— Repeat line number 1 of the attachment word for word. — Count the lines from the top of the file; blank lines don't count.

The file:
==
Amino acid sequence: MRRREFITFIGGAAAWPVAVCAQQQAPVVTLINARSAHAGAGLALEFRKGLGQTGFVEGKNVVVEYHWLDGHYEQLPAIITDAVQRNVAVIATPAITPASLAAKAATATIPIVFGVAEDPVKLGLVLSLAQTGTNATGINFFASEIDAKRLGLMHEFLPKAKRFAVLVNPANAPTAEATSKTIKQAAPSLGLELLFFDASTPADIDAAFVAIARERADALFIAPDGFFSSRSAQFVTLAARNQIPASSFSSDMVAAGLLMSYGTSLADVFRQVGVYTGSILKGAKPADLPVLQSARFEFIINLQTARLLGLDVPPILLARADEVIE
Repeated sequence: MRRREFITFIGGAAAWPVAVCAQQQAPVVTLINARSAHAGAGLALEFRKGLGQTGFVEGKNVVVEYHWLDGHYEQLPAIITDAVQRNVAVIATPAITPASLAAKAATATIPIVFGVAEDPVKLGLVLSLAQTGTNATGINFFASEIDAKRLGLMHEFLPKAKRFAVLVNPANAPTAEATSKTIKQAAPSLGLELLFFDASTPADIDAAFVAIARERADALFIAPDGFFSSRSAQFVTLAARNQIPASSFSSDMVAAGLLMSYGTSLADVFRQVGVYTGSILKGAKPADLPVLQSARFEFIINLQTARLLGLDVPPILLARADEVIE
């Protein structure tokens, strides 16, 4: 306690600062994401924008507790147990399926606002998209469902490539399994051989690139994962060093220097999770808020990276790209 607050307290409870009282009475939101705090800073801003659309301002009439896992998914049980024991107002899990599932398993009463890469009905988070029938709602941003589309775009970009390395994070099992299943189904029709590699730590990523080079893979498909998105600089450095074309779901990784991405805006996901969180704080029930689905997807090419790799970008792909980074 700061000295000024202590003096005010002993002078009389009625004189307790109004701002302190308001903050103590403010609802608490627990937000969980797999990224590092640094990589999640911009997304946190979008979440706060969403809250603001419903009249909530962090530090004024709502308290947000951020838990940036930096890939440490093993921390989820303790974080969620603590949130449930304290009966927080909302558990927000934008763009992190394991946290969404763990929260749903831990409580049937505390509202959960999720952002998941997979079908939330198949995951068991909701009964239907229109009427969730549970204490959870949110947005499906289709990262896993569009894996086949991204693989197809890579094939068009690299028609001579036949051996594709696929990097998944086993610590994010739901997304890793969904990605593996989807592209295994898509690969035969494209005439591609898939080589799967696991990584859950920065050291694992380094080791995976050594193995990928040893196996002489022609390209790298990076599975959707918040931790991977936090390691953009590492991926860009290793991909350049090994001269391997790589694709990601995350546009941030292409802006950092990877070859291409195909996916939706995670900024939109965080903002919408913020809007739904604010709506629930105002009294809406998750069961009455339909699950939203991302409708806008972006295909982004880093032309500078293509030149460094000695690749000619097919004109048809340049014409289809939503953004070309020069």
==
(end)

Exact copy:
Amino acid sequence: MRRREFITFIGGAAAWPVAVCAQQQAPVVTLINARSAHAGAGLALEFRKGLGQTGFVEGKNVVVEYHWLDGHYEQLPAIITDAVQRNVAVIATPAITPASLAAKAATATIPIVFGVAEDPVKLGLVLSLAQTGTNATGINFFASEIDAKRLGLMHEFLPKAKRFAVLVNPANAPTAEATSKTIKQAAPSLGLELLFFDASTPADIDAAFVAIARERADALFIAPDGFFSSRSAQFVTLAARNQIPASSFSSDMVAAGLLMSYGTSLADVFRQVGVYTGSILKGAKPADLPVLQSARFEFIINLQTARLLGLDVPPILLARADEVIE